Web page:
11. I'll tell you this man, because it worked for me. But PLEASE wait for some of the boys who may have a less Chancey idea before you go at it. My old Hornstiener was in a fire. I had it restored, and it came out great. The luthier didn't want to mess with some smoke damage on the neck so he left it. I got the call from Bill Evans at this time, so paranoid as I was, I refused to show up on a gig with Bill Evans with a smoke damaged neck. (as if he would notice or care)
    I took a rag and put a bit of scouring powder on it and then dampened it a bit.....(I know....:eek:) I scrubbed the hell out of the affected areas (they came out easily), waited a few hours for the dampness to dry and steel wooled the areas with really fine grade. I then oiled it up, and it was beautiful.
    Again, maybe someone has a less desperate idea so maybe wait a bit. Don't come whining to me if you ruin yer neck..:bawl:
     
  12. Greg Clinkingbeard

    Greg Clinkingbeard

    Apr 4, 2005
    Kansas City area
    KC Strings
    I did this before a lousy gig with an 80 year old sax player in a lousy corner bar wearing a tux for a $75 gig.
    A drummer friend turned the guy down flat with the following poem before he hung up:

    If you gotta wear a tux
    It should pay more than 75 bucks
    ...And your music sucks...

    Back to our subject.


    Sandpaper is good but I've also used a scraper with good result. If you have a thick coating of varnish or lacquer on there, use a scraper to get that off first. A thin 6" metal ruler works well because it will bend to conform to the wood.
    Finish up with at least 220 grit sandpaper. Apply two coats of Watco danish oil 15-30 minutes apart. Wipe it down with a dry cloth and see how it feels. 0000 steel wool will finish it off to near perfection and your hands will do the rest.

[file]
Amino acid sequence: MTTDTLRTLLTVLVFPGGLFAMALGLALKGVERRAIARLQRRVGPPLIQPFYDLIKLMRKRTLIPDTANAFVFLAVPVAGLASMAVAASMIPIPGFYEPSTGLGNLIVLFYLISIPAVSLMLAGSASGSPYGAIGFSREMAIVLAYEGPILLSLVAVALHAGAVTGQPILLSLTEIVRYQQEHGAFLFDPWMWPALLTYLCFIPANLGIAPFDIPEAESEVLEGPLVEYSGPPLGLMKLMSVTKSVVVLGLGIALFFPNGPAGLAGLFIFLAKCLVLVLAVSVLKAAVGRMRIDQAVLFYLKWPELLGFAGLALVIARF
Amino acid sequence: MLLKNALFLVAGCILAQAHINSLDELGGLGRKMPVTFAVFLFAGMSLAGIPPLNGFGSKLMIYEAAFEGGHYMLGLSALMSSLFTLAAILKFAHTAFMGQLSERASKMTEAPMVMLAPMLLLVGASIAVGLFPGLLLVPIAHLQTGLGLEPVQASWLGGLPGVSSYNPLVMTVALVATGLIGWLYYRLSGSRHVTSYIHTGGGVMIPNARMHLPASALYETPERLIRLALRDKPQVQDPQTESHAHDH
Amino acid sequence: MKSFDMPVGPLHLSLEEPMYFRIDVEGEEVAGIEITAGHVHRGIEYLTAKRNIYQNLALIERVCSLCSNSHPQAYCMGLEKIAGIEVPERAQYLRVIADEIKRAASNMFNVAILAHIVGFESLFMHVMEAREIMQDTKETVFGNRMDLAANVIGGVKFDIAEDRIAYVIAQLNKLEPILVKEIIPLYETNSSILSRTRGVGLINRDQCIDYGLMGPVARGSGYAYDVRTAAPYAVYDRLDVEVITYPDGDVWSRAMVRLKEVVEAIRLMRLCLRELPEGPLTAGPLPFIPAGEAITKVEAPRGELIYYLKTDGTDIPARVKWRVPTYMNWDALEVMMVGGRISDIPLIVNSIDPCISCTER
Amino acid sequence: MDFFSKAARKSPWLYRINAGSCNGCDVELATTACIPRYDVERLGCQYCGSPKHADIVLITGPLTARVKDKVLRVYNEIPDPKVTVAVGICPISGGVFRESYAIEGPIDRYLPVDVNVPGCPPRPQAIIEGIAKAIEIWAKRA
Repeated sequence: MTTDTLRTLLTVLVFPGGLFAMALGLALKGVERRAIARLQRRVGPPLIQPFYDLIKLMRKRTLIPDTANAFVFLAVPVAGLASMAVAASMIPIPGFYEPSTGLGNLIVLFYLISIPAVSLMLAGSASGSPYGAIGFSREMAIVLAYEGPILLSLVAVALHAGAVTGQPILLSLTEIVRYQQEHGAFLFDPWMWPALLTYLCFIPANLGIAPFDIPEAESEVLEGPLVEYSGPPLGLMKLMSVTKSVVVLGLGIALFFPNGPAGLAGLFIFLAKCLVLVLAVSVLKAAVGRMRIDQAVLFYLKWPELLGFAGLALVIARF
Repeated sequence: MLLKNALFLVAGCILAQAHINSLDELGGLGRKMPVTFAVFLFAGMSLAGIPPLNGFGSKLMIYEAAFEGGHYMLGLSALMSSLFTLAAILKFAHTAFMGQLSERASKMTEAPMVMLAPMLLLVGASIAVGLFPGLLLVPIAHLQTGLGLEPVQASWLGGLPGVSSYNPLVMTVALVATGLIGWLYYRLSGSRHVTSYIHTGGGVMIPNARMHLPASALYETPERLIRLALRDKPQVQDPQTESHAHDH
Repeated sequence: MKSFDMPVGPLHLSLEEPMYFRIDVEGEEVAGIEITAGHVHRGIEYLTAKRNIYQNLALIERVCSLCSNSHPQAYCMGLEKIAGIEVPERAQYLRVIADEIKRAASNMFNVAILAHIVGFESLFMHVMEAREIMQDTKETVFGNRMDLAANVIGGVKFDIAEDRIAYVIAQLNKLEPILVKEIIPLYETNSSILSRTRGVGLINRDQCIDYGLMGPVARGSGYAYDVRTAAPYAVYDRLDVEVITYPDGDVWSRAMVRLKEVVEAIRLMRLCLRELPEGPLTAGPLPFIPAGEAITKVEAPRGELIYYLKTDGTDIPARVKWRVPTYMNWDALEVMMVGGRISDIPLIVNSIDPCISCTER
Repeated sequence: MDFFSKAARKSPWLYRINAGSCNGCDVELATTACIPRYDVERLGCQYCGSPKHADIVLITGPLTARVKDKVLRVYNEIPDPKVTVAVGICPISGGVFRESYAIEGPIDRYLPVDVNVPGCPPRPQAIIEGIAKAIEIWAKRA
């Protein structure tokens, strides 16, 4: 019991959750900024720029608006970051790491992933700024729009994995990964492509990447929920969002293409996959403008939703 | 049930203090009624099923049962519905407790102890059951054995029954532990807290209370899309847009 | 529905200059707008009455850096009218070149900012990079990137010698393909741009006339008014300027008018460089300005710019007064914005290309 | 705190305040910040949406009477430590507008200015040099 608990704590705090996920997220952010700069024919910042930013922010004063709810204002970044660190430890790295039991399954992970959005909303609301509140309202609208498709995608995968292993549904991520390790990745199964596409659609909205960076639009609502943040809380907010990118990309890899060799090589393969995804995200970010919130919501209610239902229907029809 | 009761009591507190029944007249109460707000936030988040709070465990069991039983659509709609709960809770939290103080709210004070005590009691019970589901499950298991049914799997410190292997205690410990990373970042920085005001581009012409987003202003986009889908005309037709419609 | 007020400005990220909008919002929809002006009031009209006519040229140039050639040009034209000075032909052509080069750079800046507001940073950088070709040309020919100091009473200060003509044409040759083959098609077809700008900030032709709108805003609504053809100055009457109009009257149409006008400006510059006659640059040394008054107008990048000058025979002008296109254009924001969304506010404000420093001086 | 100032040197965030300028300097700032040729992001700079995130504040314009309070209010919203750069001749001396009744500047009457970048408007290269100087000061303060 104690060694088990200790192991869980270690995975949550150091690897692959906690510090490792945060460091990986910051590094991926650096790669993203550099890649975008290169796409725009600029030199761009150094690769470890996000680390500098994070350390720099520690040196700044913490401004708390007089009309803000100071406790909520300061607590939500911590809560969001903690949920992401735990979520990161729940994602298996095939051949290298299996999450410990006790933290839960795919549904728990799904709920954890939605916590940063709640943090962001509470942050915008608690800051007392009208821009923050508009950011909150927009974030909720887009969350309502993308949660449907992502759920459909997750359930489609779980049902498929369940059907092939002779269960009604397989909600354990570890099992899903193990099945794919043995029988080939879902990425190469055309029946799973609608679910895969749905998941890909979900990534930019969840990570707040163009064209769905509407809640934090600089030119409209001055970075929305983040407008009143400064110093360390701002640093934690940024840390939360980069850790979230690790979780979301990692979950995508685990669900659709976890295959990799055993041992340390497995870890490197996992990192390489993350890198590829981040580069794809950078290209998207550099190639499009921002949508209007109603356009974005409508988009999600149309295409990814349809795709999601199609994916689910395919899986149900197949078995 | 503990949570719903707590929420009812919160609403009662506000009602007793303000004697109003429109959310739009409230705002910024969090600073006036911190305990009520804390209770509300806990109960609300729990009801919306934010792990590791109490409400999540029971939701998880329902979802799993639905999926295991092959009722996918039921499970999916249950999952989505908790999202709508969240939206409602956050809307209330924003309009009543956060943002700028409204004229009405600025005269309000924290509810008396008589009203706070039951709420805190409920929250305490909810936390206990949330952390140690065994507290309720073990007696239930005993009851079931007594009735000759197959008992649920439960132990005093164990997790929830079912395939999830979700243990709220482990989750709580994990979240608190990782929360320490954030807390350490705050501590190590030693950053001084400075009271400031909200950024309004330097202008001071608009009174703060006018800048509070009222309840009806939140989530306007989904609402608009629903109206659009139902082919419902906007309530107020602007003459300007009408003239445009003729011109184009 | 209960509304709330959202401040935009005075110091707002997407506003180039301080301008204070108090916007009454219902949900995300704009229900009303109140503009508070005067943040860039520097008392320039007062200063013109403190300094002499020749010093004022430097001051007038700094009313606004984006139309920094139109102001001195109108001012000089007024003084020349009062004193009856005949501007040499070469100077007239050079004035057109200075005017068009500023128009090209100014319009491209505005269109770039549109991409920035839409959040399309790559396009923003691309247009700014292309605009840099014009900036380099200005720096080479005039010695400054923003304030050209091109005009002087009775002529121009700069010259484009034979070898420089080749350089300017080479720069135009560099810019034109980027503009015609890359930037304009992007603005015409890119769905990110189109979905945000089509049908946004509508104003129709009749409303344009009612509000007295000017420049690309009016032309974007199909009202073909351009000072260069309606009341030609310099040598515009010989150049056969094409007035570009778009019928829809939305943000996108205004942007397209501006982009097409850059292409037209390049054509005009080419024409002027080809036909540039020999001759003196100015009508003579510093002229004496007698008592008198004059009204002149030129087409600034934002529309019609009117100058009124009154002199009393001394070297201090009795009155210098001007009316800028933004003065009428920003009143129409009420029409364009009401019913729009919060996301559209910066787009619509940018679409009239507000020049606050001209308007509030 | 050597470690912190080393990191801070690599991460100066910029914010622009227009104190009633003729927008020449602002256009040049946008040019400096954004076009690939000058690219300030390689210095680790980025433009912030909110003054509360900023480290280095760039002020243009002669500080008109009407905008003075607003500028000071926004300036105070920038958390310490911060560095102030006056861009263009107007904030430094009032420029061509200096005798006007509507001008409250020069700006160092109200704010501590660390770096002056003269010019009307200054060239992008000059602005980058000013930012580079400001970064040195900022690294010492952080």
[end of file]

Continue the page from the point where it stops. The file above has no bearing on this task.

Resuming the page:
Linseed oil works well too, but it doesn't have a drying agent like the Watco and it can get funky. The Watco will be totally dry in a couple of hours. It seals the wood but feels smooth and slick.
     
  13. Gary Lynch

    Gary Lynch

    Nov 18, 2008
    Sonoita AZ
    Scraper, 320 grit, 400 grit, 600 grit, 0000 steel wool. A few drops of mineral oil rubbed in well a few times the first day. Mineral oil is also known as butchers block oil. 0000 steel wool the first few days after. Always wash your hands before you play! Oil every so often if the oil will penetrate well (once a month for the first few months). Don't over due it. Touch up when needed with 0000 steel wool. My neck is as slick as black ice and as clean as possible. Zero friction felt. A joy to use. I worked on my neck for about 1 1/2 hours the first time to get it immaculate.

    The friction from playing keeps working in the oil.

    This was my luthiers advise and it has worked great for me.
     
  14. There's so much nasty double entendre material in this thread that I'm having trouble hoding it all back.
    Aren't you guys proud of me? :hyper:
     
  15. Jake deVilliers

    Jake deVilliers Commercial User

    May 24, 2006
    Crescent Beach, BC
    Owner of The Bass Spa, String Repairman at Long & McQuade Vancouver
    I am amazed PDUB - all this oiling and rubbing and rubbing and oiling - yikes! :)
     
  16. Jazzcat

    Jazzcat

    Jan 20, 2009
    Titusville, FL
    Now he's not gonna need a teacher if you keep on posting all the top-secret teacher secrets.
     
  17. Yeah I know, man. That free **** doesn't make teachers real happy.
    Hey, Bruce...do a youtube search for a guy named Charlie Haden. Watch HIS left hand. That's how you do it.....
    Is that better, guys? Ha, ha, ha?
     
  18. Why not tape it off, carefully use orangen strip, then a little sanding to get the ridges down. Remove tape, oil then groove....
     
  19. Charlies left hand?
     
  20. Oh, well Jake.
    Gary, I hope you don't mind me playing around with your good, informative post. I figure, between you and I and the other guys, we've given our OP more than enough Info. Now let's have some goddamn fun. :help:
    So Gary. You worked on yer **** for about 1&!/2 hrs. to get it immaculate? My god, man!